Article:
As we arrive at the bat cave the bats immediately start flying out, we park the songthaew up and everyone just watches them flying out into the sky and it's absolutely incredible, there are around two million bats in the cave and each night at sunset they fly out to eat. Watching the sunset over a corn field with millions of bats flying overhead is definitely one of the most amazing things I've ever seen. We are handed cut up pineapple and a telescope is set up so we can see the mouth of the cave close up. When the bats eventually stop coming through so thick and fast the telescope is turned round and we look at the moon and Jupiter through the lens.

Everyone is asked whether they want to go back to the spring for a swim, but it's dark and a bit chilly and everyone's tired so most people decline apart from a group of young lads from Sweden, so we decide to go with them. We have to climb over a wall to get to the spring because the main entrance has been closed! There's no one else there, the guides shine their torches over the water so we can see what we're doing, frogs leap at the sides of the pool and fireflies flicker while we ungracefully glide across the water. On the way back to the guesthouse we get caught in the traffic for the festival, my god, it was just like being caught in the queue for Glastonbury! Back at the guesthouse we're told that we can eat and drink what we want and it'll all be added to our bill, we are both a bit cautious thinking that everything must be very expensive but looking at the menu everything is extremely reasonably priced (the price of dishes varying from 40 baht/80p to 50 baht/1) and actually quite delicious. The people working at Greenleaf are all really lovely and sweet and make you feel at home.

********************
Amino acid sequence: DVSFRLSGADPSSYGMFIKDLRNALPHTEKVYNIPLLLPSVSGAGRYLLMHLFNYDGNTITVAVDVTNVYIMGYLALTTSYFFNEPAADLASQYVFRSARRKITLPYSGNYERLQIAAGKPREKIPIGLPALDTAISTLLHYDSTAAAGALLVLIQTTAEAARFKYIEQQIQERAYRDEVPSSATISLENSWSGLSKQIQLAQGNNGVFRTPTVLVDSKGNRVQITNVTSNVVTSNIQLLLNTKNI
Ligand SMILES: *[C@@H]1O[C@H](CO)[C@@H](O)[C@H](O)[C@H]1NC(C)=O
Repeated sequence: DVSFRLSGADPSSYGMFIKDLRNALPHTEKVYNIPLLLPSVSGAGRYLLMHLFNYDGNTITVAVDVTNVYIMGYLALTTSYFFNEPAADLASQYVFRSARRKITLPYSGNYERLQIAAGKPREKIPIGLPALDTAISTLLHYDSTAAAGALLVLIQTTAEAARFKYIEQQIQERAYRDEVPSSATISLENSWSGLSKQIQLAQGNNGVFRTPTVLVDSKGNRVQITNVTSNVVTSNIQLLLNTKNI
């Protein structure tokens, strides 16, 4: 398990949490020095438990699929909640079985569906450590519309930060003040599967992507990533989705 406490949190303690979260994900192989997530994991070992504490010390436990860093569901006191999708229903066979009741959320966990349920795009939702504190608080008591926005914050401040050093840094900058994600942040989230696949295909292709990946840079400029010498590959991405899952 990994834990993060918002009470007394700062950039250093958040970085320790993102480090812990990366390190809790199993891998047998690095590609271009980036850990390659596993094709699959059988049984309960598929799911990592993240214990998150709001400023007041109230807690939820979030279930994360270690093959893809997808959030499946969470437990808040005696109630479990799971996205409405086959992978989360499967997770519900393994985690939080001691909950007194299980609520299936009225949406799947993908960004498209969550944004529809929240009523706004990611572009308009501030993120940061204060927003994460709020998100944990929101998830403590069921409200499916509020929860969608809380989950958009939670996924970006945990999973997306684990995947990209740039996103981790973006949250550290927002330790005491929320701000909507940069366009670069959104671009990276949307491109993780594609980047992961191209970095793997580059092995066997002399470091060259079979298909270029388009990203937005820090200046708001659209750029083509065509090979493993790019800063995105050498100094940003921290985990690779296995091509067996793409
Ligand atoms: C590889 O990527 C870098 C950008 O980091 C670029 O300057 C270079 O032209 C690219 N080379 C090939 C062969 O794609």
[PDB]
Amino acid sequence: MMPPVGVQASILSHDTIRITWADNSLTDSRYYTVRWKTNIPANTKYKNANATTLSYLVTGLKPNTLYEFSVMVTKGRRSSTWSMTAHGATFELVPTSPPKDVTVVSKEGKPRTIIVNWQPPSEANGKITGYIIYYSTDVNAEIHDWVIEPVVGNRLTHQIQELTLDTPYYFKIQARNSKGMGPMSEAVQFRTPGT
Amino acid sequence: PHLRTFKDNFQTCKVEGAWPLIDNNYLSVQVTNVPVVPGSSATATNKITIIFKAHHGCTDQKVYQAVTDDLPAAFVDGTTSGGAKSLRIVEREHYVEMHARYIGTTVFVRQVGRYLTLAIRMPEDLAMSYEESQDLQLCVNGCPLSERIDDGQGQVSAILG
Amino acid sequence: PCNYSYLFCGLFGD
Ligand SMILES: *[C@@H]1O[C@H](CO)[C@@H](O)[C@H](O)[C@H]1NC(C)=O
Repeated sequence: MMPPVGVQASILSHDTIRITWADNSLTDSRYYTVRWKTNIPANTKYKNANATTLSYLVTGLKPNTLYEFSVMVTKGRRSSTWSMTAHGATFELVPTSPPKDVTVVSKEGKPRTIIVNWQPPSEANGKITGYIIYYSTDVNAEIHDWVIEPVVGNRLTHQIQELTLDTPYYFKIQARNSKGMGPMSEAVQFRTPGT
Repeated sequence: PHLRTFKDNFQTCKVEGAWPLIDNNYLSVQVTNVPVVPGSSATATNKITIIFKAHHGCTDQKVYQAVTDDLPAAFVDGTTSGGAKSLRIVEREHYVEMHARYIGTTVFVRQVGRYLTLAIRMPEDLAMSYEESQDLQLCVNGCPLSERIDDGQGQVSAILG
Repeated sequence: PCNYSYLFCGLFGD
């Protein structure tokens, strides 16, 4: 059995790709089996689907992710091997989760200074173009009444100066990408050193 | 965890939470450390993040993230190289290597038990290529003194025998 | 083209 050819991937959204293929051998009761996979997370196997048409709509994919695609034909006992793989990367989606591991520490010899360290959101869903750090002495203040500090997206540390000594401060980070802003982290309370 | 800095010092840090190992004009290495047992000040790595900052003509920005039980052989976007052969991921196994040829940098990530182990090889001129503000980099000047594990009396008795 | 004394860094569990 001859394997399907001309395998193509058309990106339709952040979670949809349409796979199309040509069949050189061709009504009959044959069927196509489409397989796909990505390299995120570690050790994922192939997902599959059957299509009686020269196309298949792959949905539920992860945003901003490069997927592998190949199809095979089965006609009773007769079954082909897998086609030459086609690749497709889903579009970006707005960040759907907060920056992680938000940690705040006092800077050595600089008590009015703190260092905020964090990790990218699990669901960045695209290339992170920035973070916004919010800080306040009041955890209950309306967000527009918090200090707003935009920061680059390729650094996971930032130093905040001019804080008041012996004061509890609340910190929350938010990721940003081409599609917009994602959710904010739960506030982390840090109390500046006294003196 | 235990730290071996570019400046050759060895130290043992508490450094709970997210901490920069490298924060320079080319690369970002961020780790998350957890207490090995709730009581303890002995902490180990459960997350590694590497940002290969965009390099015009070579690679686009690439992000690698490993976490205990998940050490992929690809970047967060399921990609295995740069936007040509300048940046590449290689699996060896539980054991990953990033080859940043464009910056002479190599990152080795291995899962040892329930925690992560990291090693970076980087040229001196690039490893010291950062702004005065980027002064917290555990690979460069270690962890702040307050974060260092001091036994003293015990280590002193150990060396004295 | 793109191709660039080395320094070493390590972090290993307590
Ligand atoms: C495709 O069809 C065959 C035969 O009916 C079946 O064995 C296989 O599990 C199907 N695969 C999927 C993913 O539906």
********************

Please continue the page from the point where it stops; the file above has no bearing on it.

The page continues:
The next morning we're up at 7am to make sure we get washed and have breakfast before the tour begins at 8am. This is the day we actually go to Khao Yai National Park, we are separated into smaller groups for the hike and driven to the park. The park is absolutely massive, mountainous and beautiful with a few roads put in so you can make your way around by vehicle. As soon as we arrive little macaque monkeys scurry at the sides of the roads and almost immediately the truck is pulled over and telescopes set up quickly, "Look! In the trees! Gibbons!". Black gibbons and white gibbons! We watch them for a good ten minutes or so as they whoop and swing from branch to branch, and eventually into another tree. As they do so three huge pied hornbills fly into the same tree! I'm elated from seeing the wild gibbons as we're bundled back into the van and taken to the visitor centre (which is where all the bad taxidermy and deer skeletons were). We're given bananas by our guides before being driven out to a field where our guide asks if we want to see a snake. Errr, yes. Go on then. We walk out into a field and he quickly grabs a whip snake off a tree, he handles it expertly and as I try to take a picture, with one hand holding the snake, he takes the camera out my hands and quickly turns on the macro setting and the flash (he handled the camera as expertly as the snake), brushes the snakes face lightly with the camera so as to get an 'action shot' before taking a brilliant picture for me. He continues to take amazing pictures for me for the rest of the day! After handing my camera back he goes straight to Mark to get him to hold the snake, I don't know whether they all just really liked Mark or whether it's just because they remembered his name but they always made him hold the animals they found first!